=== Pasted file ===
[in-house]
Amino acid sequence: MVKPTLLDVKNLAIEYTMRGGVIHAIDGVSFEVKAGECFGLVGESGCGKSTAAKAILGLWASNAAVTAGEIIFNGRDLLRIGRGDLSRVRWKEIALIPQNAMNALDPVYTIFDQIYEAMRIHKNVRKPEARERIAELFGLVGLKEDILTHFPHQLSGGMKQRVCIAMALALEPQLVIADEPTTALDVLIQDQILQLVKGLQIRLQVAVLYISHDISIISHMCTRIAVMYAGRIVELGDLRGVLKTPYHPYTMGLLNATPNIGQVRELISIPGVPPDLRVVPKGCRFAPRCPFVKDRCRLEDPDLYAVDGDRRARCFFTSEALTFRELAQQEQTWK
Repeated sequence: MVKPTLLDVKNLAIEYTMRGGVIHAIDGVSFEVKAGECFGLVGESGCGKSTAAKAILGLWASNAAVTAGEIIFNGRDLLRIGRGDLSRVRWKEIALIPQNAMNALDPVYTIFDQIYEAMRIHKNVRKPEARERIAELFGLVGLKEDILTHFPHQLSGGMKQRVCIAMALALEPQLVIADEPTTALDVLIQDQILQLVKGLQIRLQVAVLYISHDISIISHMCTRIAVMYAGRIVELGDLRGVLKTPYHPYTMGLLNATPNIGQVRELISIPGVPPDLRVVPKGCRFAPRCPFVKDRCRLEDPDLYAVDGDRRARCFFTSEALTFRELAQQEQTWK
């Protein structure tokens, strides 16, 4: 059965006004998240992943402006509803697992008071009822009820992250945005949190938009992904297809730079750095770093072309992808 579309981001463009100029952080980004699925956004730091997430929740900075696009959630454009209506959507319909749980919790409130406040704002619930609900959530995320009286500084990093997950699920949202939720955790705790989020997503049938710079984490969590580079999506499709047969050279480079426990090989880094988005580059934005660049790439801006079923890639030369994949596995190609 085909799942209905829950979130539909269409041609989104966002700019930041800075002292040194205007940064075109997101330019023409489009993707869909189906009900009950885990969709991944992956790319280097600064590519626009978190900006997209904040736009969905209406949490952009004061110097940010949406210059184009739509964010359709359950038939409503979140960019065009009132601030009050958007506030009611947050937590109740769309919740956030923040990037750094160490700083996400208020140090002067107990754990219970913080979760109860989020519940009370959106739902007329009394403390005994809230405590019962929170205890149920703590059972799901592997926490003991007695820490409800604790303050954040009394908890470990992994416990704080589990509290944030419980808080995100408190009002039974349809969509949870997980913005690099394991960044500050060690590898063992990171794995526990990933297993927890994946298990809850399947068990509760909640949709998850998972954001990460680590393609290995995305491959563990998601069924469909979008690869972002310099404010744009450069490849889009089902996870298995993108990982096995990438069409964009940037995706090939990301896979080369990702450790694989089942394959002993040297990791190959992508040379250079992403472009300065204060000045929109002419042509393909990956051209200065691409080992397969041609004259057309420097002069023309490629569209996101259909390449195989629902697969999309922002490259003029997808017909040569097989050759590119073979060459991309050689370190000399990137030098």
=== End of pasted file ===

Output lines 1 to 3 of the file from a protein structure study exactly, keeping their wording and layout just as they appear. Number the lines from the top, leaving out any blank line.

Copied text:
[in-house]
Amino acid sequence: MVKPTLLDVKNLAIEYTMRGGVIHAIDGVSFEVKAGECFGLVGESGCGKSTAAKAILGLWASNAAVTAGEIIFNGRDLLRIGRGDLSRVRWKEIALIPQNAMNALDPVYTIFDQIYEAMRIHKNVRKPEARERIAELFGLVGLKEDILTHFPHQLSGGMKQRVCIAMALALEPQLVIADEPTTALDVLIQDQILQLVKGLQIRLQVAVLYISHDISIISHMCTRIAVMYAGRIVELGDLRGVLKTPYHPYTMGLLNATPNIGQVRELISIPGVPPDLRVVPKGCRFAPRCPFVKDRCRLEDPDLYAVDGDRRARCFFTSEALTFRELAQQEQTWK
Repeated sequence: MVKPTLLDVKNLAIEYTMRGGVIHAIDGVSFEVKAGECFGLVGESGCGKSTAAKAILGLWASNAAVTAGEIIFNGRDLLRIGRGDLSRVRWKEIALIPQNAMNALDPVYTIFDQIYEAMRIHKNVRKPEARERIAELFGLVGLKEDILTHFPHQLSGGMKQRVCIAMALALEPQLVIADEPTTALDVLIQDQILQLVKGLQIRLQVAVLYISHDISIISHMCTRIAVMYAGRIVELGDLRGVLKTPYHPYTMGLLNATPNIGQVRELISIPGVPPDLRVVPKGCRFAPRCPFVKDRCRLEDPDLYAVDGDRRARCFFTSEALTFRELAQQEQTWK